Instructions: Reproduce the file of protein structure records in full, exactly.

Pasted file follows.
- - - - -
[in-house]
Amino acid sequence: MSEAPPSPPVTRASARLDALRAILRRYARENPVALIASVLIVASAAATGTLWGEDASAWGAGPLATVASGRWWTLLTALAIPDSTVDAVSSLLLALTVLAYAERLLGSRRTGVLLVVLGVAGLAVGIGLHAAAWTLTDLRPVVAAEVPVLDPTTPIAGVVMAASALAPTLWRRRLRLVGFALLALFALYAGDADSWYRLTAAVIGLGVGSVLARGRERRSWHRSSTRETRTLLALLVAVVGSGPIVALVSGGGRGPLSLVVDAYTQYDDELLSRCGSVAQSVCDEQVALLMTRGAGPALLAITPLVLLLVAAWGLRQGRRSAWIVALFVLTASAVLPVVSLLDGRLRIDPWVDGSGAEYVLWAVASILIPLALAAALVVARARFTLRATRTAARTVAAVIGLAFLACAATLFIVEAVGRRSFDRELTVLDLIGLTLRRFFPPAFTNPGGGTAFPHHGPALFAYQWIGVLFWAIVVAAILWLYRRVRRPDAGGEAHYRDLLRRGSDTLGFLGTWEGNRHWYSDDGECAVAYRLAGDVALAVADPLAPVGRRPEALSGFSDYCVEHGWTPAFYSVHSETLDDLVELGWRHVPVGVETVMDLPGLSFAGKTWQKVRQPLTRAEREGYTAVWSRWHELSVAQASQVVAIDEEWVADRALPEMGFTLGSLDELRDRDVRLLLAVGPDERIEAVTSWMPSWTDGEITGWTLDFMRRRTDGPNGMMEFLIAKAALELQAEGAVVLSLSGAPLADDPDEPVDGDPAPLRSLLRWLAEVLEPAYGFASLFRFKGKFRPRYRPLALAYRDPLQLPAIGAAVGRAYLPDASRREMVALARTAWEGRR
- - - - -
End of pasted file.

[in-house]
Amino acid sequence: MSEAPPSPPVTRASARLDALRAILRRYARENPVALIASVLIVASAAATGTLWGEDASAWGAGPLATVASGRWWTLLTALAIPDSTVDAVSSLLLALTVLAYAERLLGSRRTGVLLVVLGVAGLAVGIGLHAAAWTLTDLRPVVAAEVPVLDPTTPIAGVVMAASALAPTLWRRRLRLVGFALLALFALYAGDADSWYRLTAAVIGLGVGSVLARGRERRSWHRSSTRETRTLLALLVAVVGSGPIVALVSGGGRGPLSLVVDAYTQYDDELLSRCGSVAQSVCDEQVALLMTRGAGPALLAITPLVLLLVAAWGLRQGRRSAWIVALFVLTASAVLPVVSLLDGRLRIDPWVDGSGAEYVLWAVASILIPLALAAALVVARARFTLRATRTAARTVAAVIGLAFLACAATLFIVEAVGRRSFDRELTVLDLIGLTLRRFFPPAFTNPGGGTAFPHHGPALFAYQWIGVLFWAIVVAAILWLYRRVRRPDAGGEAHYRDLLRRGSDTLGFLGTWEGNRHWYSDDGECAVAYRLAGDVALAVADPLAPVGRRPEALSGFSDYCVEHGWTPAFYSVHSETLDDLVELGWRHVPVGVETVMDLPGLSFAGKTWQKVRQPLTRAEREGYTAVWSRWHELSVAQASQVVAIDEEWVADRALPEMGFTLGSLDELRDRDVRLLLAVGPDERIEAVTSWMPSWTDGEITGWTLDFMRRRTDGPNGMMEFLIAKAALELQAEGAVVLSLSGAPLADDPDEPVDGDPAPLRSLLRWLAEVLEPAYGFASLFRFKGKFRPRYRPLALAYRDPLQLPAIGAAVGRAYLPDASRREMVALARTAWEGRR